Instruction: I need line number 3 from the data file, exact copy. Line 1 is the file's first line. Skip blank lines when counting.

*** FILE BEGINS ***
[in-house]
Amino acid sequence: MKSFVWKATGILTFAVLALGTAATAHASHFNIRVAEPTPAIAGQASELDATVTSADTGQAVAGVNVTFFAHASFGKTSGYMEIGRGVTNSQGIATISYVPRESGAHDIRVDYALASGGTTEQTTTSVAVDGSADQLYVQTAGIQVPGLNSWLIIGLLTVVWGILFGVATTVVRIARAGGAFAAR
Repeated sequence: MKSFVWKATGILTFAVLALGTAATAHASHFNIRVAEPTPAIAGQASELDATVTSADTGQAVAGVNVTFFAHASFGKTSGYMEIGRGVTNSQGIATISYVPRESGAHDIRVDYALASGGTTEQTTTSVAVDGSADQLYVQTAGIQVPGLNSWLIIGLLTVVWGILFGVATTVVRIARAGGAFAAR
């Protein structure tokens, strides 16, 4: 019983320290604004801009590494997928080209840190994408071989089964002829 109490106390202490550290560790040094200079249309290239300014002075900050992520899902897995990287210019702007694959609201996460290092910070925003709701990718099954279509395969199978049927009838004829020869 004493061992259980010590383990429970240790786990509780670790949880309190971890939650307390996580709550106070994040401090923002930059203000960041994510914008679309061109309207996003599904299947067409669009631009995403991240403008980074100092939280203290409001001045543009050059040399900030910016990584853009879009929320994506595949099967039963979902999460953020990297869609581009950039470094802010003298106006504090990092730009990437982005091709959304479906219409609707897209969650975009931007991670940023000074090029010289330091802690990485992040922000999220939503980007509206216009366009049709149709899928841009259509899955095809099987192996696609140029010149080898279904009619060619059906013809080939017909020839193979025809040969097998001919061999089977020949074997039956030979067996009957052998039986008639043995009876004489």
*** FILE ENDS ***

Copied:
Repeated sequence: MKSFVWKATGILTFAVLALGTAATAHASHFNIRVAEPTPAIAGQASELDATVTSADTGQAVAGVNVTFFAHASFGKTSGYMEIGRGVTNSQGIATISYVPRESGAHDIRVDYALASGGTTEQTTTSVAVDGSADQLYVQTAGIQVPGLNSWLIIGLLTVVWGILFGVATTVVRIARAGGAFAAR